For just a minute Ked and I thought we had taken a wrong turn at Denver and headed to the City by the Bay, but a few more steps brought us to another set of columns, a fountain, and some statues, so we knew were were still in D.C. and not some Twilight Zone version of San Francisco.

We arrived at Air and Space and I promptly adopted perma-grin. The grin got wider as I looked up to see Spaceship One. Here's what Tier One Project, "the world's first privately funded manned space program," has to say about Spaceship One: "On October 4, 2004, SpaceShipOne rocketed into history, becoming the first private manned spacecraft to exceed an altitude of 328,000 feet twice within the span of a 14 day period, thus claiming the ten million dollar Ansari X-Prize." I want a ride. Do you suppose they'd be nice to me because I gave them a link in my highly insignificant and fluffy little blog? Nah, didn't think so.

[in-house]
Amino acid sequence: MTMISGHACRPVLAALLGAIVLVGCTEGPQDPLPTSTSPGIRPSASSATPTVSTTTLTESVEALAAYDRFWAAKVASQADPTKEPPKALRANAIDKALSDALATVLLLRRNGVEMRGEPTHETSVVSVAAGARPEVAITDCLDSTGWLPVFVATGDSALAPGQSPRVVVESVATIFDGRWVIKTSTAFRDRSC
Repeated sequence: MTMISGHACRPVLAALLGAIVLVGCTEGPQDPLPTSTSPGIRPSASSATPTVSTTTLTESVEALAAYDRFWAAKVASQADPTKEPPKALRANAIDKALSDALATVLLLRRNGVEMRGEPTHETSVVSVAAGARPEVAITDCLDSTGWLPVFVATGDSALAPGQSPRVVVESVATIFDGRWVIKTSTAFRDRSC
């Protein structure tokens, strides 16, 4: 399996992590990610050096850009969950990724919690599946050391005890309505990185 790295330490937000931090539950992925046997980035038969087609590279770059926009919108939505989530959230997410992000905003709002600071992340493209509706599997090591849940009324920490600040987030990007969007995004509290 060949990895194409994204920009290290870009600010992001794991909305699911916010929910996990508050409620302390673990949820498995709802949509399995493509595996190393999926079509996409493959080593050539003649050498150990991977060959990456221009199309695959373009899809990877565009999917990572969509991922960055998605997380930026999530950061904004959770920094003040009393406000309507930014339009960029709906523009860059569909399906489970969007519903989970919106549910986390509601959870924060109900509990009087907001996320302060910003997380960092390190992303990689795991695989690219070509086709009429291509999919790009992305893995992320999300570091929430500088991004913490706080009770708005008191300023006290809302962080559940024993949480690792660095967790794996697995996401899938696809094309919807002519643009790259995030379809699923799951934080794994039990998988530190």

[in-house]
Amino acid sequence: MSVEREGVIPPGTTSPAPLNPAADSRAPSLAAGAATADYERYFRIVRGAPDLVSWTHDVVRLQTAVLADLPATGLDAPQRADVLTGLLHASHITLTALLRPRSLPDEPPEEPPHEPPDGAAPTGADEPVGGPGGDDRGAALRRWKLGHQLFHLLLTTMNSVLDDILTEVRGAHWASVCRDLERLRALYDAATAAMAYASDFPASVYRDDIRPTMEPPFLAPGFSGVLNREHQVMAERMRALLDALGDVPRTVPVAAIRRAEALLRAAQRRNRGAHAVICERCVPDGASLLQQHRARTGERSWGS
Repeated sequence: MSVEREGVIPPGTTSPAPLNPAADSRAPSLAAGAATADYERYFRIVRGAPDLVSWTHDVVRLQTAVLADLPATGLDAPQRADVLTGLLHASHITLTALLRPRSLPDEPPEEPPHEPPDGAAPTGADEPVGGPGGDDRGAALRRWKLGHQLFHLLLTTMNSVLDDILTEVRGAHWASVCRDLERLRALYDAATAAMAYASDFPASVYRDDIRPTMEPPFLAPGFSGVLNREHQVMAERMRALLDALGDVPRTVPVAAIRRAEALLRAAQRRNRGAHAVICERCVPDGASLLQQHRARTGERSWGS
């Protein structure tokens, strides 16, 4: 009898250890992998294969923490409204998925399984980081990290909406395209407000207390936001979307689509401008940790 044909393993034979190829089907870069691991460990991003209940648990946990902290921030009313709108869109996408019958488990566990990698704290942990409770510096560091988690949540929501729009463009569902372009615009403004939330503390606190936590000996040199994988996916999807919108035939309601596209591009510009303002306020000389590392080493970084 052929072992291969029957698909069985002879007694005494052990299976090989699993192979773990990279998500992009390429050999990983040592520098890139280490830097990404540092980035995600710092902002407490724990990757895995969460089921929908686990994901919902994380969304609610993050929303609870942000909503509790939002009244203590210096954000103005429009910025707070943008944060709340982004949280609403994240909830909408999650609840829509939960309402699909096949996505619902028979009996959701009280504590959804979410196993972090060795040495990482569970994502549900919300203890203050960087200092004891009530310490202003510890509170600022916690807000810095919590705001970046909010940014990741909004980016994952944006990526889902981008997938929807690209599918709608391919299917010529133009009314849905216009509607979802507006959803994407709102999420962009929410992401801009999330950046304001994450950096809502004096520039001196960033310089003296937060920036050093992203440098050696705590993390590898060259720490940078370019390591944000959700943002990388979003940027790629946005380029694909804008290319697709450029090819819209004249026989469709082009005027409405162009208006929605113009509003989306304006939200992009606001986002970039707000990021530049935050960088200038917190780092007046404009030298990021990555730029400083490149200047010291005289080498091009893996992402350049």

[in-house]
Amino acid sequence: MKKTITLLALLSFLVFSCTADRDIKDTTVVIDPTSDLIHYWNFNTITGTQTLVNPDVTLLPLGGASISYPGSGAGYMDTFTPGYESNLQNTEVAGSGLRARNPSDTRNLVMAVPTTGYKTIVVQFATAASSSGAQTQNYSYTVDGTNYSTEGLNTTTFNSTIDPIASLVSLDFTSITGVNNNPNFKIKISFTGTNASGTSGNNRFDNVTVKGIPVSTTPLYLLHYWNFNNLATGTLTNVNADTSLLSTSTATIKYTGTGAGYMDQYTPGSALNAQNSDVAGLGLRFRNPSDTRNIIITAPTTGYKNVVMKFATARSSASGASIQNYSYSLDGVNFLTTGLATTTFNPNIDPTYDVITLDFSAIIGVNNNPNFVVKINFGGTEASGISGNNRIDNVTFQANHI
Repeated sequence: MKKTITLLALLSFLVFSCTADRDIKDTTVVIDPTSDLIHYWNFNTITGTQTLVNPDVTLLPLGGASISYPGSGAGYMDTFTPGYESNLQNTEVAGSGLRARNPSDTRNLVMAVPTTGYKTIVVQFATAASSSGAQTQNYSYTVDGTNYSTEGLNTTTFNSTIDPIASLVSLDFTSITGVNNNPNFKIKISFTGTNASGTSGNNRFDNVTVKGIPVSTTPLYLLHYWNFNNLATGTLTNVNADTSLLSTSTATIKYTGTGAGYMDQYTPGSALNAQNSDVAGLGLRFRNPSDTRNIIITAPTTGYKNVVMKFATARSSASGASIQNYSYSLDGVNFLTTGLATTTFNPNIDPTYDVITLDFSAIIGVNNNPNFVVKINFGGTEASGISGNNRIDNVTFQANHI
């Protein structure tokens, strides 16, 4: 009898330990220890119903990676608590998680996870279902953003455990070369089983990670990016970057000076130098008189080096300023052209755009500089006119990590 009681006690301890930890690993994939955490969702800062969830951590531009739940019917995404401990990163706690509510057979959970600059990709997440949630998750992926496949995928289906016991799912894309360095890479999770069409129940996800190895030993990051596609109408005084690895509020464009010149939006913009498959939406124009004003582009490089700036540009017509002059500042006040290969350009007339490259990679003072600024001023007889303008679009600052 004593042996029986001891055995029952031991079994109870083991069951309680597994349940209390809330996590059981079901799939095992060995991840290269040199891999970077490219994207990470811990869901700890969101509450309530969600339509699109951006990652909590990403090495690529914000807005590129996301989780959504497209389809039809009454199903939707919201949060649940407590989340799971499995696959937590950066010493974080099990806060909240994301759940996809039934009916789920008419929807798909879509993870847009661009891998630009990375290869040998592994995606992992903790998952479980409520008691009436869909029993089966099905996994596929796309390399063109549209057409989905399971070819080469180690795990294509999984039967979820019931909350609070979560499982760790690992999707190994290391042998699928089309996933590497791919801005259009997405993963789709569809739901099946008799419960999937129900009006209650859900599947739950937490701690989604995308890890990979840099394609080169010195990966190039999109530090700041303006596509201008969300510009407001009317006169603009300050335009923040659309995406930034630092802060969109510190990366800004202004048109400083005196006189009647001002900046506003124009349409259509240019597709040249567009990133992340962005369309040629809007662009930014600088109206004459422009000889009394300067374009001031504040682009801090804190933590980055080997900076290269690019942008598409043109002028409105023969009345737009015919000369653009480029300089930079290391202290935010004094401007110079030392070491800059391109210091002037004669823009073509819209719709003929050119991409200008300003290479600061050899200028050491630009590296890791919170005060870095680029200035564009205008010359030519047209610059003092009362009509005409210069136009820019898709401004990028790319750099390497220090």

Here's Kedley standing next to the Apollo 11 Command Module Columbia. Yep, this is the one that ferried Neil Armstrong, Buzz Aldrin and Michael Collins to the Moon and back again, from July 16-24, 1969. Doesn't look very big for spending eight or nine days in space, does it? However, I have photographic proof that previous modules were much smaller. Neil, Buzz and Michael can be glad that they weren't aboard the Mercury or Gemini crafts. Talk about your sardine cans! Apollo looks absolutely spacious by comparison, and, of course, they had the lunar module to kick around in for the flight out. However, since they let that crash back onto the surface when they departed la Luna, the ride home got pretty cozy.